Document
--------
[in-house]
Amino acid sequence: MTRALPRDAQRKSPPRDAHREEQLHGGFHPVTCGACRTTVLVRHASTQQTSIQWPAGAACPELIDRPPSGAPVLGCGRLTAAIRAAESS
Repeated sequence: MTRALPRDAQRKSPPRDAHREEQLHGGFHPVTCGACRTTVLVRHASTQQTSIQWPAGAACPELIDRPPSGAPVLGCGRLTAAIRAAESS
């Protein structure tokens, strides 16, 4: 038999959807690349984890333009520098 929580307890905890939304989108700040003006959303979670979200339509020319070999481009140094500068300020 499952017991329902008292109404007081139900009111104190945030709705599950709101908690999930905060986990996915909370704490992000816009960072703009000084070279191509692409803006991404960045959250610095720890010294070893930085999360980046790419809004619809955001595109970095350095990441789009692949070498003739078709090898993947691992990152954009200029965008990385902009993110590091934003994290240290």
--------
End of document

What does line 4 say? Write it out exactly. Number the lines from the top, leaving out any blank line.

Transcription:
């Protein structure tokens, strides 16, 4: 038999959807690349984890333009520098 929580307890905890939304989108700040003006959303979670979200339509020319070999481009140094500068300020 499952017991329902008292109404007081139900009111104190945030709705599950709101908690999930905060986990996915909370704490992000816009960072703009000084070279191509692409803006991404960045959250610095720890010294070893930085999360980046790419809004619809955001595109970095350095990441789009692949070498003739078709090898993947691992990152954009200029965008990385902009993110590091934003994290240290």